1. The original suit was by the plaintiff for a sum of Rs. 2,115 and odd which he claimed to have been paid by him on behalf of the defendant. The facts of the case are somewhat complicated but it is not necessary to set out more than the following, On Parvathi Amma and C. Lakshmana Rao executed two mortgages, Exs. A and B, in favour of one Sankar Rao. The three items in the present plaint were part of the mortgaged property. Item No. 1 is called Kodipadi arwar property which belonged to Lakshmana Rao, who sold it to Siva Rao, who sold it to the plaintiff. The other items Nos. 2 and 3 were brought to sale in execution of a money-decree against Lakshmana Rao in favour of the defendant and were purchased by him. The mortgagee sued on his mortgage, got a decree and brought to sale the Kodipadi arwar property and item No. 2. The plaintiff who had just bought the Kodipadi arwar property from Siva Rao in order to have the sale cancelled deposited along with Siva Rao the sale amount and had the sale cancelled. He now claims contribution from the defendant towards this amount which he had spent. Both the lower Courts had dismissed the suit and the plaintiff appeals.
2. The plaintiff in this Court attempted to argue his case first as one for contribution under Section 82, Transfer of Property Act, but not only was that contention not put forward in the lower Courts which both emphasised that the plaintiff rested his case before them solely on Section 70, Contract Act, but the matters necessary for a claim under Section 82, Transfer of Property Act, have not been put in issue. It appears from the Subordinate Judge's judgment that the properties brought to sale under the mortgage are not the whole of the properties mortgaged. For a suit under Section 82 the plaintiff has to bring on all the properties mortgaged, so that the contribution may be determined rateably. He cannot claim to fix the whole liability for contribution on only a portion of the mortgaged property. He cannot, therefore, be allowed to raise this contention here.
3. It only remains to decide whether the lower Courts have erred in law in holding that the plaintiff has not proved his case under Section 70, Contract Act. Two points arise: First, whether the payment was for the defendant, and secondly, whether it was lawfully made. Both the lower Courts have held that the payment was not for the defendant. This point may be a mixed question of fact and law, but I see no reason to differ from the lower Courts. Primarily it is quite clear that the plaintiff's payment was to save his own property; and secondly, there is no evidence that he paid for the defendant except the insufficient fact that defendant has benefited by the payment. The Madras High Court's view as to what the phrase 'for another person' means is more strict than the view taken in Calcutta set out in Suchand Ghosal v. Balaram Mardana 6 Ind. Cas. 810 : 38 C. 1 : 12 C.L.J. 566 : 14 C.W.N. 945 and Kangal Chandra v. Gopi Nath Pal 68 Ind. Cas. 104 : 24 C.W.N. 1068. The narrowest interpretation, perhaps, is given by Oldfield, J., in Viswanadha Vijia Kumar a Rangarao v. R.G. Orr 45 Ind. Cas. 786, who says it means that but for the existence of that other's interest the payment would not have been made. In Avudayappa Pillai v. Thillai Thanavaraya Pillai : AIR1928Mad320 the phrase is taken to mean 'taking his place as the doer.' The interpretation put on the phrase in these cases is narrower than in Krishnachandra Deo Garu v. Srinivasa Charyalu 20 Ind. Cas. 445 : 38 M. 235 : 25 M.L.J. 433 : (1914) M.W.N. 99 : 14 M.L.T. 20 where it is generally stated that if a party pays in his own interest, he will not ordinarily be held to have made the payment for another, but whether he did so or not is a question of fact, in each case. Certainly the mere fact that another can benefit is not sufficient to establish that the act was done for his benefit. It is sufficient to say here that there is no fact in the evidence going to show that the sole or dominant motive for the plaintiff's payment was to save defendant's property and therefore the payment cannot be fairly said to have been made for the defendant.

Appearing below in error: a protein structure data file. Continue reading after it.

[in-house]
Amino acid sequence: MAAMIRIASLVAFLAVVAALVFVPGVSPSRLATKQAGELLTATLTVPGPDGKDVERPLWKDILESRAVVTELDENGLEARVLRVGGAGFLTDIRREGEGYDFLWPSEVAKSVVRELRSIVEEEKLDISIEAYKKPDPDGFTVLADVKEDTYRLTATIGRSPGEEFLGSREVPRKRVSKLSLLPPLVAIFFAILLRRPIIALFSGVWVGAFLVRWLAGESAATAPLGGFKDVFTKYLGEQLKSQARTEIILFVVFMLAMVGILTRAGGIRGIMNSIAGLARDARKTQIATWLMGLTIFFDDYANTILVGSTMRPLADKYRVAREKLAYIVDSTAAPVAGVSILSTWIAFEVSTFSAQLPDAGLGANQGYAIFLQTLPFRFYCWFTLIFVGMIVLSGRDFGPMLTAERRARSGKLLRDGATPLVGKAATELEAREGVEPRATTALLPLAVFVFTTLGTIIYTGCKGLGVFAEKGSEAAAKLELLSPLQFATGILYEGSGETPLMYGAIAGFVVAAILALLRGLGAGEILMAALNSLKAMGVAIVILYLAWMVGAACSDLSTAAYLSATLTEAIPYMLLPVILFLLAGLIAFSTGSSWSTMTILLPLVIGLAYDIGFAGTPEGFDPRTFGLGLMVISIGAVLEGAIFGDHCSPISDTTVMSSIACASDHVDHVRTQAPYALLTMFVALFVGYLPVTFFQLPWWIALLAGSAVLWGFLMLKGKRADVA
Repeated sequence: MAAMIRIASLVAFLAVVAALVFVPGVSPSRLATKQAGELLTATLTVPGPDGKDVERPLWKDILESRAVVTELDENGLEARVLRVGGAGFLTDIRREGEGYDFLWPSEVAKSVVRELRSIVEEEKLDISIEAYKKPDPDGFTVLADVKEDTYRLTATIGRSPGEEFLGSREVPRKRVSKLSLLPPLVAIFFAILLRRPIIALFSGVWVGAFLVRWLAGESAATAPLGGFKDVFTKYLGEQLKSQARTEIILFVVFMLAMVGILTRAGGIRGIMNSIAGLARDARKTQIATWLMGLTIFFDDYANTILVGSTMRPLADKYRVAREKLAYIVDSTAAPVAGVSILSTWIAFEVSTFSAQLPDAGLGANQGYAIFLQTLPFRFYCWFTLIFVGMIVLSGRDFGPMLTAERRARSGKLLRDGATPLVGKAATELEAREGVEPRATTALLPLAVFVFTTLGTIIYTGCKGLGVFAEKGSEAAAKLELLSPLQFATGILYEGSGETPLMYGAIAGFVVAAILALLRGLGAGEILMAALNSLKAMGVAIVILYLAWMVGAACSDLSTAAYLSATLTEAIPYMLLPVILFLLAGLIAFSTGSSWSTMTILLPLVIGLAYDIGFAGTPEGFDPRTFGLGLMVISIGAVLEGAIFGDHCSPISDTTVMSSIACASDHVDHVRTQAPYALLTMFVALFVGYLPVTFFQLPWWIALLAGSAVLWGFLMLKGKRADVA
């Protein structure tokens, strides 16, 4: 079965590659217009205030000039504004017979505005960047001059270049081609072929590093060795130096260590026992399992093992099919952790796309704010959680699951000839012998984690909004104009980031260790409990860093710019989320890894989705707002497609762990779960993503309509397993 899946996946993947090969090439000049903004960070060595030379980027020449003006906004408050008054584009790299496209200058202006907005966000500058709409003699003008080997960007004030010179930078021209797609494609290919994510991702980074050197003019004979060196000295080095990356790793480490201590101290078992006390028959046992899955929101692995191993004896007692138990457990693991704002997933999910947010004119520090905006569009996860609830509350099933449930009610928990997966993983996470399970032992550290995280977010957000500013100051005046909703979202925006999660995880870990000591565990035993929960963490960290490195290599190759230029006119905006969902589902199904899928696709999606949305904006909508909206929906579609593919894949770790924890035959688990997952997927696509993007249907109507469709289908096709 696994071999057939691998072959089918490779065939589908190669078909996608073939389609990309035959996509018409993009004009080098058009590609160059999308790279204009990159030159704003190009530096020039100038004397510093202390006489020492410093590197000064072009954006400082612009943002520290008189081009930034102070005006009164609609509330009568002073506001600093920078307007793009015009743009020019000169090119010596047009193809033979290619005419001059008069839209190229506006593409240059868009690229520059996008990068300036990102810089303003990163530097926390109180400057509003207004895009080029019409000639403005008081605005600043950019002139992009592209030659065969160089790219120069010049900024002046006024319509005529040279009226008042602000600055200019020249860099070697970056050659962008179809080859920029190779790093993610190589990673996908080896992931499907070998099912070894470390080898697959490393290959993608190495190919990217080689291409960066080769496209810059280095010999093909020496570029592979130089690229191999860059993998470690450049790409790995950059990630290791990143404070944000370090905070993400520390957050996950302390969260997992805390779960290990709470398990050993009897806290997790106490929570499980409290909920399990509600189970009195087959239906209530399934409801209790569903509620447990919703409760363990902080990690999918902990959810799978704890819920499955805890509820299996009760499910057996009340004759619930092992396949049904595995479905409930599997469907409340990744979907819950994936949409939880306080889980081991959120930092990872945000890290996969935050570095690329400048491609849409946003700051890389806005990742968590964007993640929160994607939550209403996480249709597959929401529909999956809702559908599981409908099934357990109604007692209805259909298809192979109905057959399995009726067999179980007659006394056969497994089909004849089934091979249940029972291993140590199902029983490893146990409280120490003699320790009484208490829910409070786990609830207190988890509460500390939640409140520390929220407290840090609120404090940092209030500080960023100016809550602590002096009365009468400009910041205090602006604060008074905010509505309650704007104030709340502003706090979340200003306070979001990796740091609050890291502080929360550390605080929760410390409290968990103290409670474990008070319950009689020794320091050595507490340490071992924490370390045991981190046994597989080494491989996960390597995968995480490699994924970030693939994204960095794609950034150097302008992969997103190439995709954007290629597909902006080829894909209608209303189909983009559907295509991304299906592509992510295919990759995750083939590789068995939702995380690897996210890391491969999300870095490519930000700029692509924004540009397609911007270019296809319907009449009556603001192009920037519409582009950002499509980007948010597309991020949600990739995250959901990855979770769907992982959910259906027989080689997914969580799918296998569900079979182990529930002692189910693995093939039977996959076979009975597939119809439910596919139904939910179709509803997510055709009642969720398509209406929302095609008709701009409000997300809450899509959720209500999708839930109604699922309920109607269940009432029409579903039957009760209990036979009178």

4. As to the second point, the meaning of 'lawfully' I am not able to say that the lower Courts have committed an error of law. I do not regard the word 'lawfully' as synonymous with 'bona fide' as is suggested in the judgment of Anantakrishna Ayyar, J., in Avudayappa Pillai v. Thillai Thanavaraya Pillai : AIR1928Mad320 . I do not, for example, consider that what has been done contrary to the spirit of the law or to public policy may nevertheless be done lawfully if it was done 'bona fide,' but I need not go here into that matter at any further length. Plaintiff's application, taken by itself, is certainly not in accordance with the law in this Presidency. It is the law in this Presidency that a purchaser of the property subsequent to the Court sale cannot apply under Rule 89, Order XXI, to have the sale cancelled; so that, if the plaintiff alone had applied, his application could not in law have been sustained. I do not see that it makes his application any the more in accordance with law that his vendor, defendant No. 2 in the mortgage suit, was a co-applicant with the plaintiff. It is suggested that defendant No. 2 may be taken as having acted as the agent of the plaintiff in the matter but, obviously, an act which is contrary to law for the principal cannot be within the scope of the agency. No case has been cited to me by the appellant in which a payment by a party who acquired his interest subsequent to the sale has been held to be a 'lawful payment,' and I find it difficult to see how the word 'lawfully' can apply to an application which the Court could only accept ignoring the law. But apart from this, appellant fails on the other point noted above. I must, therefore, hold that the lower Appellate Court has committed no error of law. I dismiss this appeal with costs.